Ashley Johnson

Ashley Johnson
Policy Analyst
Information Technology and Innovation Foundation

Ashley Johnson is a policy analyst at the Information Technology and Innovation Foundation. She researches and writes about Internet policy issues such as privacy, security, and platform regulation. She was previously at the BSA Foundation and holds a master’s degree in security policy from The George Washington University and a bachelor’s degree in sociology from Brigham Young University.

Recent Publications

December 11, 2020

The ongoing COVID-19 pandemic has accelerated the widespread adoption of digital technologies that make

December 8, 2020

Many countries are waking up to realize localization is bad policy and are taking steps to roll back such measures. But it appears not enough policymakers learned their lesson, as history seems to be repeating itself with another emerging technology: drones.

November 25, 2020

The National Association of Realtors (NAR) last week agreed to a settlement after the Department of Justice (DOJ) filed a civil lawsuit alleging that some of the association’s policies were anticompetitive. This is a major step toward increasing competition in real estate, but the Justice Department should still do more, particularly to increase data sharing that would enable innovative business models to flourish.

November 18, 2020

There’s no way to give law enforcement and other good actors access to encrypted communications without also weakening encryption and giving criminals and malicious state actors easier access to sensitive data.

November 4, 2020

California’s Proposition 24, which amended the California Consumer Privacy Act of 2018 (CCPA), passed on Tuesday, forcing businesses that have already struggled to comply with the CCPA’s onerous and costly obligations to start over with a new set of even more burdensome rules. Notably, it removed one of the CCPA’s only positive, common-sense provisions: its 30-day notice and cure period, which gives businesses a grace period to avoid penalties if they fix violations within 30 days.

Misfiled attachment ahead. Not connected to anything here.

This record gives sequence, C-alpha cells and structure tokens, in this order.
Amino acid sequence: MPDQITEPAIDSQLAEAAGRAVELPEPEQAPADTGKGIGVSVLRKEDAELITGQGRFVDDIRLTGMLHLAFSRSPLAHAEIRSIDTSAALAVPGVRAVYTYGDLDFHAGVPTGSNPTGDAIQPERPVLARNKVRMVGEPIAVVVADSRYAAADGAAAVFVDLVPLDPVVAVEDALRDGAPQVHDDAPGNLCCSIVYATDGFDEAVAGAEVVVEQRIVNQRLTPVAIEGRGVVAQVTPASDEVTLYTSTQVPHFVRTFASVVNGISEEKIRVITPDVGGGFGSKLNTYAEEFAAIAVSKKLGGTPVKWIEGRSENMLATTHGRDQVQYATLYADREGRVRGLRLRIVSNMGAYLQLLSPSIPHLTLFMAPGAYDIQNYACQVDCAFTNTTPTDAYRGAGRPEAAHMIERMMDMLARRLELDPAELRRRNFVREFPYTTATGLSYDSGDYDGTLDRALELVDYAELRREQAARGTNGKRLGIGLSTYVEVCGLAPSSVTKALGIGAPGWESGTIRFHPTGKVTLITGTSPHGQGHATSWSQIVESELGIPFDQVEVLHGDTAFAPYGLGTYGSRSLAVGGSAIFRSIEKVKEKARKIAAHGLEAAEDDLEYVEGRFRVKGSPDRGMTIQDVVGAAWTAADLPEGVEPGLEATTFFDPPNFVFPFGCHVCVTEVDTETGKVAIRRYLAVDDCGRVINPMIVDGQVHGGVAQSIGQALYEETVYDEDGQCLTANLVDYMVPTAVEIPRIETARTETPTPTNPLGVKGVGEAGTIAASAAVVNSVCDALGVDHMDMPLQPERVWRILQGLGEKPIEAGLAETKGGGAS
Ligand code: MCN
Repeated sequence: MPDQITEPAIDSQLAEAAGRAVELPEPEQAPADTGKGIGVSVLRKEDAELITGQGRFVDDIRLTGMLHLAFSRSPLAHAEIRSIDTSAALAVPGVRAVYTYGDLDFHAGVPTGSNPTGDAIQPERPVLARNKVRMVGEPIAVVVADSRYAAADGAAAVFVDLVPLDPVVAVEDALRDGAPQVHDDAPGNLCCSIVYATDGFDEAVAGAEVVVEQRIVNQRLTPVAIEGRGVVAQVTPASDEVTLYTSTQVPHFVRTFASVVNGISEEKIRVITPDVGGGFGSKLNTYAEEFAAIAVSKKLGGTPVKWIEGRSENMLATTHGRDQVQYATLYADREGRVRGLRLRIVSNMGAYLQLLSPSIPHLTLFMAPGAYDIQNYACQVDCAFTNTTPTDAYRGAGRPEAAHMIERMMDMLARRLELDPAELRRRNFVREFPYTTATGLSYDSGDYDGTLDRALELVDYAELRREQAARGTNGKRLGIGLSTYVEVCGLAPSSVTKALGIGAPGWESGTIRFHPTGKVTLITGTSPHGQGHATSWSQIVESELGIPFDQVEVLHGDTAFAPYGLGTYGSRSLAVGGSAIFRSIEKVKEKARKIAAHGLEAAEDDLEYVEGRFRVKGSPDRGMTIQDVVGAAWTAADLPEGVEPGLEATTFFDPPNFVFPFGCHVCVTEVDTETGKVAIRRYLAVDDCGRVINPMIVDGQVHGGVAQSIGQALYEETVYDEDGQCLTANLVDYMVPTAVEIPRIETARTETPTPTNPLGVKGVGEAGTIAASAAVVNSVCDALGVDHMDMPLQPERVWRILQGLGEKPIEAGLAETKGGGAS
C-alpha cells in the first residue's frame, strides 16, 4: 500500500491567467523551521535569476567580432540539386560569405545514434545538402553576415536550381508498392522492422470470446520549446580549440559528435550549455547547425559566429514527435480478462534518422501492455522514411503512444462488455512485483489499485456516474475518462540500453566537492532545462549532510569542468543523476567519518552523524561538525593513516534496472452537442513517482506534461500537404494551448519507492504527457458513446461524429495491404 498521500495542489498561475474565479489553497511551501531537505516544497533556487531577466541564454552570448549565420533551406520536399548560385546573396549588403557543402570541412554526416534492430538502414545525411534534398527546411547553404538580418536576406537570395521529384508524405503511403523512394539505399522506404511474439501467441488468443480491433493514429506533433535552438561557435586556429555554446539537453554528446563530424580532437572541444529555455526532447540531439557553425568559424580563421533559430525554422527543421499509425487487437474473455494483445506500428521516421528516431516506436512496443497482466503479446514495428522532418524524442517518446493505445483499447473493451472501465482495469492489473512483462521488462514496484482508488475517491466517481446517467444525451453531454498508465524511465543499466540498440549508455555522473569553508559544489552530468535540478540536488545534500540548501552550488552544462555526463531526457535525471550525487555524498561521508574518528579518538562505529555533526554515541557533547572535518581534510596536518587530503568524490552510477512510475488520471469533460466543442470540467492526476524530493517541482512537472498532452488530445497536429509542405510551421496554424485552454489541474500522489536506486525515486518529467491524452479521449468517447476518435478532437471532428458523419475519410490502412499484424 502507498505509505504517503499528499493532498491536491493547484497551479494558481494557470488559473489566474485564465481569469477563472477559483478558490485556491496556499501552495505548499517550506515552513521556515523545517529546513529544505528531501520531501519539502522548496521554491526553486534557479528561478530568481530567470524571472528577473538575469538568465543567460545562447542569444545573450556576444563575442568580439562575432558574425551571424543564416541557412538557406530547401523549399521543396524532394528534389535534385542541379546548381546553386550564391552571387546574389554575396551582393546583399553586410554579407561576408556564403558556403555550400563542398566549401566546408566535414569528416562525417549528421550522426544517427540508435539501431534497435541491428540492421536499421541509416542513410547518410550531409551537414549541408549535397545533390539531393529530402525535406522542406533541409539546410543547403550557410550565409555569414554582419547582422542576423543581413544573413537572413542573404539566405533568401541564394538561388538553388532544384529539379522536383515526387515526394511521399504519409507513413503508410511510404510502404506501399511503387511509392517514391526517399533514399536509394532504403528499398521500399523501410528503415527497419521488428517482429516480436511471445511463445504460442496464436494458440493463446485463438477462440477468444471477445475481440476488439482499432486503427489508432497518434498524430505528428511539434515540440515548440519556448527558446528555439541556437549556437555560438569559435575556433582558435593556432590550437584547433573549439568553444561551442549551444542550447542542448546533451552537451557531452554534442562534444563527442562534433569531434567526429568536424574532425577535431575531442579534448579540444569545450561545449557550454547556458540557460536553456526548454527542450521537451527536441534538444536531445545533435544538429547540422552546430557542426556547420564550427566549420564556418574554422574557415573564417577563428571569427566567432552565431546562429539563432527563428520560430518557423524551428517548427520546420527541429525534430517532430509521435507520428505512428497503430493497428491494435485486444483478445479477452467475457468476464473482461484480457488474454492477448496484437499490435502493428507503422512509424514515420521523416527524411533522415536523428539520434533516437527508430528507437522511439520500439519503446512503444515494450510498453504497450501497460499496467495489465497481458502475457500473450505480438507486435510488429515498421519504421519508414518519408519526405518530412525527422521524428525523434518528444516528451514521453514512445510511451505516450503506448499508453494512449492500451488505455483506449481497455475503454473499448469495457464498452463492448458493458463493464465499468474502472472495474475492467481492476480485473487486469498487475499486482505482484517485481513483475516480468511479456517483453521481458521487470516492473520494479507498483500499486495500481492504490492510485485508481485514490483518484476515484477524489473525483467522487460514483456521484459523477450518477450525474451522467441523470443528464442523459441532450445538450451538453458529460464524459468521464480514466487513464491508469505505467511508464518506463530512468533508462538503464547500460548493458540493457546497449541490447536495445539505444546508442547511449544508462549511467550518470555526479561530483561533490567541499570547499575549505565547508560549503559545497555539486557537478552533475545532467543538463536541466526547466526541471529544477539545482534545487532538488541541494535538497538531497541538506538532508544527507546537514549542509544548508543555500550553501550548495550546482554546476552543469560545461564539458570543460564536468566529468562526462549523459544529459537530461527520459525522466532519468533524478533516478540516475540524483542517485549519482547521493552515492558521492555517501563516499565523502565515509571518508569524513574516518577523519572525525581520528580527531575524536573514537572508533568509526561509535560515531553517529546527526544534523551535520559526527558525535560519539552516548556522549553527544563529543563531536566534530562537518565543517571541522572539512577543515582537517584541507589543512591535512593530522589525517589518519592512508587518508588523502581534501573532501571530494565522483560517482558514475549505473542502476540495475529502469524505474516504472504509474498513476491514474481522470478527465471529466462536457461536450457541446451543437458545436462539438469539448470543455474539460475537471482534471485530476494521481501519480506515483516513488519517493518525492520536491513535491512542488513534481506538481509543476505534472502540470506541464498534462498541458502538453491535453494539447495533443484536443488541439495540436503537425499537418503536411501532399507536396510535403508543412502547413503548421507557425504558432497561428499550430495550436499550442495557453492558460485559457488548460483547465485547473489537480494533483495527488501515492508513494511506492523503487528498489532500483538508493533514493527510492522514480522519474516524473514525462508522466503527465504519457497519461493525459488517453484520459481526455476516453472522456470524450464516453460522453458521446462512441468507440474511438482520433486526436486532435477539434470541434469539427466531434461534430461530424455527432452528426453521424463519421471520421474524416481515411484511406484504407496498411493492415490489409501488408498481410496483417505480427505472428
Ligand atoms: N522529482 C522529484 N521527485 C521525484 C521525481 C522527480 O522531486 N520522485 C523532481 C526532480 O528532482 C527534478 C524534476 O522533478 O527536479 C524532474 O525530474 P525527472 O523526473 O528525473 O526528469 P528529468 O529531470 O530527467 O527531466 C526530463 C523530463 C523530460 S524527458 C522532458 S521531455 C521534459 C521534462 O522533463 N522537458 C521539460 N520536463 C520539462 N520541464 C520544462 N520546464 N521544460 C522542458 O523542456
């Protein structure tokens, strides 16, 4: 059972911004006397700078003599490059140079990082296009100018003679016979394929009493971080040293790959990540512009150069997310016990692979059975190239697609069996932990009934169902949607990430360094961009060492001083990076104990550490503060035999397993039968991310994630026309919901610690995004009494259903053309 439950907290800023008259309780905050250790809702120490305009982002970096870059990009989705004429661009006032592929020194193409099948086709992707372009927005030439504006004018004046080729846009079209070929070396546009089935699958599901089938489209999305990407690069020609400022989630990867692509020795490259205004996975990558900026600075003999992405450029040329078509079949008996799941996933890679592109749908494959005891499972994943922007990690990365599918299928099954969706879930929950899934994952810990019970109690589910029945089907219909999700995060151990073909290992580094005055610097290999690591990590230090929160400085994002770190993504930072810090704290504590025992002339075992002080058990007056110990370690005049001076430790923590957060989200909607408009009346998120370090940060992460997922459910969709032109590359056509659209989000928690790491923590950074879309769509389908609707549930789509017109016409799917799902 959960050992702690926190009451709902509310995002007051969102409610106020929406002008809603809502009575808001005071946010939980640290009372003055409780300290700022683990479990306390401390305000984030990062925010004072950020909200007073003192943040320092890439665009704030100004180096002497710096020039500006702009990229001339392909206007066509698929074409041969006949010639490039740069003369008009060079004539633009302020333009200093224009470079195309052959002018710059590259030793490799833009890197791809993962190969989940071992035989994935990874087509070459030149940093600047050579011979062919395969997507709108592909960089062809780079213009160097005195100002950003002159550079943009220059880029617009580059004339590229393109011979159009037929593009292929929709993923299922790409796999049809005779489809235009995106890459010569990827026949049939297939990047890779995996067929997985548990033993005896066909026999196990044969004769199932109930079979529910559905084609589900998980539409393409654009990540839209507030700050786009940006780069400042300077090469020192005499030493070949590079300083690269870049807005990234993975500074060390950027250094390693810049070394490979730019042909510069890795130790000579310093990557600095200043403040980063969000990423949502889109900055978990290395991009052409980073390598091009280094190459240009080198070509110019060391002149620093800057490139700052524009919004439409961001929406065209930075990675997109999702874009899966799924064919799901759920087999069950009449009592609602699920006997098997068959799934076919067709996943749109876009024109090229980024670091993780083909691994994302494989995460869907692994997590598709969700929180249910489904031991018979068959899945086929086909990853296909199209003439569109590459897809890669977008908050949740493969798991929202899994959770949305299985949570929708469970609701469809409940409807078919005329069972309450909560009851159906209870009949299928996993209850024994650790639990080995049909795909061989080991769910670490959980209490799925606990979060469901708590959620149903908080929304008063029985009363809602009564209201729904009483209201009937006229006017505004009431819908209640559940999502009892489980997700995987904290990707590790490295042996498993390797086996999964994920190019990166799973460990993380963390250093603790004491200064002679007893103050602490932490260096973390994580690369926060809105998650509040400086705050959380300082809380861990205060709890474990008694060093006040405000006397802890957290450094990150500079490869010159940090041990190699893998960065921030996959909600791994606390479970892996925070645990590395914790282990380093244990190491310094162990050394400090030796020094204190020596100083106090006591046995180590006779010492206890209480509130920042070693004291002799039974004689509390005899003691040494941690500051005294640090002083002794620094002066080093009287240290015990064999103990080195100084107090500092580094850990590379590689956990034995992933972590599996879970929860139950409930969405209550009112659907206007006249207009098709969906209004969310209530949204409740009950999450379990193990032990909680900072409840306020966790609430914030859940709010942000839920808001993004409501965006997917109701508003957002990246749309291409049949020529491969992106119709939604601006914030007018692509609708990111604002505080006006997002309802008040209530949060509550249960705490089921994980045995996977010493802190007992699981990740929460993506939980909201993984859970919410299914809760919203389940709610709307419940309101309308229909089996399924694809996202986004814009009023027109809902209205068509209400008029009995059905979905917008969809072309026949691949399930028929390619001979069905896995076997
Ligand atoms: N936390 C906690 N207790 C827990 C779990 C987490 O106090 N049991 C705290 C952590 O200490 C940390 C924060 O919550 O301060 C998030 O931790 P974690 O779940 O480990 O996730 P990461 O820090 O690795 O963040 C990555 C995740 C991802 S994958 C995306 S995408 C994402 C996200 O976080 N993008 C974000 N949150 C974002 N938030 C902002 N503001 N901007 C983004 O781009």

October 1, 2020

According to DuckDuckGo, Google’s auction method for determining which search engines appear in the preference menu is a “pay-to-play” system that prices some search engines, like itself, out of the market. There are several flaws in DuckDuckGo’s arguments.

September 24, 2020

Two Senators want to prevent platforms from censoring conservative opinions, but the changes their bills make to Section 230 would impede platforms’ ability to moderate content in a way that protects both their users’ safety and freedom of expression.

September 3, 2020

Amazon’s FAA approval for Prime Air delivery drones is a promising step toward the next big innovation in package delivery and a major step forward for e-commerce.

August 10, 2020

The Australian government released a draft mandatory code of conduct that would force tech companies like Google and Facebook to pay news publishers for displaying their stories, following in the misguided footsteps of multiple European countries that have attempted similar regulations.

August 7, 2020

A growing number of policymakers want to reform Section 230 of the Communications Decency Act, which states that online services are not legally responsible for content their users post, but the latest proposal under the spotlight still misses the mark.

July 17, 2020

As China emerges as a global economic and technological leader, what threats do its products pose to U.S. national security?

July 10, 2020

Online child exploitation is a serious problem that Congress should continue to investigate and law enforcement should continue to prosecute, but Congress should look for options that do not limit free speech and privacy or unnecessarily expose Internet companies to expensive lawsuits.

Recent Events and Presentations

May 27, 2020

ITIF hosted a video webinar to discuss the cybersecurity risks facing workers, students, and organizations during the pandemic and how policymakers can help them become more resilient and better prepared to face future challenges.